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Date: Mon, 29 Apr 2013 22:21:54 -0400
From: Rich Felker <>
Subject: Re: High-priority library replacements?

On Mon, Apr 29, 2013 at 06:53:24PM -0700, wrote:
> > If something is invalid C, you simply don't do it. You especially
> > don't do it in a library you intend for others to be able to use in
> > applications whose requirements and deployments you have no control
> > over. Even if "it works for me" makes YOU happy when running the code
> > on your own system, it's not okay when party B uses your code in their
> > application without being aware that it's based on broken assumptions,
> > and then party C gets to keep both pieces when it breaks.
> As far as I can tell, most of the stb_* stuff is just stuff that was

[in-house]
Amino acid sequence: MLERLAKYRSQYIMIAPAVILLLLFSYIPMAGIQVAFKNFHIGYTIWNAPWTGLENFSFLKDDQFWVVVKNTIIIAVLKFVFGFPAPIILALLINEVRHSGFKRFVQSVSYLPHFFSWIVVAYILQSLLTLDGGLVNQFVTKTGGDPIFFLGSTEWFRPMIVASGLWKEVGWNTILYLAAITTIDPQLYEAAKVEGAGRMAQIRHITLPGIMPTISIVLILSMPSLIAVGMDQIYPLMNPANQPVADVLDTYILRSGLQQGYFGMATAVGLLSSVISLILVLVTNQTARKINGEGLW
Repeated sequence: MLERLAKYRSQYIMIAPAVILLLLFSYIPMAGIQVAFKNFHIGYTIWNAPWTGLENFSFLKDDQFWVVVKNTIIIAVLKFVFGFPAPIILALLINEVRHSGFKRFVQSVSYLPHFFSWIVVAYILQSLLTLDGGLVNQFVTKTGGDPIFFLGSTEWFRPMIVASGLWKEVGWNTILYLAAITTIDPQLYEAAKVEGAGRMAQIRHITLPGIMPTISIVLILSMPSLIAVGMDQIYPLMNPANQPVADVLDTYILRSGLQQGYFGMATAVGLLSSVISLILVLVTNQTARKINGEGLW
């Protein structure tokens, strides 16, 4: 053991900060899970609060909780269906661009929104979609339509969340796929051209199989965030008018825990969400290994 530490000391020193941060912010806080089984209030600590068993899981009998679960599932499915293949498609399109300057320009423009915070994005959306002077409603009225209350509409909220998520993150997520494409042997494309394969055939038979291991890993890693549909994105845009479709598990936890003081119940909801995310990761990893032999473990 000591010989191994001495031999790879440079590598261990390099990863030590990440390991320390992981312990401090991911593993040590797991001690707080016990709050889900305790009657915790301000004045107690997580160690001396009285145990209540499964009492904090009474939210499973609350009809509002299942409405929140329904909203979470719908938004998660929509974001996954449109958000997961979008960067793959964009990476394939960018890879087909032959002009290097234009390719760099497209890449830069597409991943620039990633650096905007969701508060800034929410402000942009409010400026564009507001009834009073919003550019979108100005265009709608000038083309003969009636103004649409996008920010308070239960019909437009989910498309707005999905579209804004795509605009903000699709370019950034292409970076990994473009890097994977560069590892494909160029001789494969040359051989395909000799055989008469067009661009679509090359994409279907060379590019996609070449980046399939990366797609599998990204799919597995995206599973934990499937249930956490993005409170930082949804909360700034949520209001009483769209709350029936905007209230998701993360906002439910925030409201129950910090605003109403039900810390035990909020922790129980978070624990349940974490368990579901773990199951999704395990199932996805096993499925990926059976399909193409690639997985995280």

> written for demos and put on a web server in case someone wanted it.
> And for demos, size is the big restriction; it's not expected to handle
> every use case, or be used in a context where security is an issue--
> in fact, continuing to function properly is not a high priority.
> The flip side of this is that code written for demos is most likely
> unsuitable for use in regular software.

Incidentally, my original vision for the "new platform" thread was for
the UI/graphics interface to be much more akin to what you see in
demos, old games, ancient systems, etc. than modern OO GUI libs, but
actually done right, and with modern features like screen size and
resolution adaptability, proper multilingual text rendering and
editing, vector graphics, etc.

If such a project is ever to progress, I think a good starting point
may be to research the good and the bad of historical practices.
Applying the principles of "library-safe code" (as yet not rigorously
defined), avoiding global state, realtime considerations, etc. could
serve to quickly filter out the faults of old school designs.


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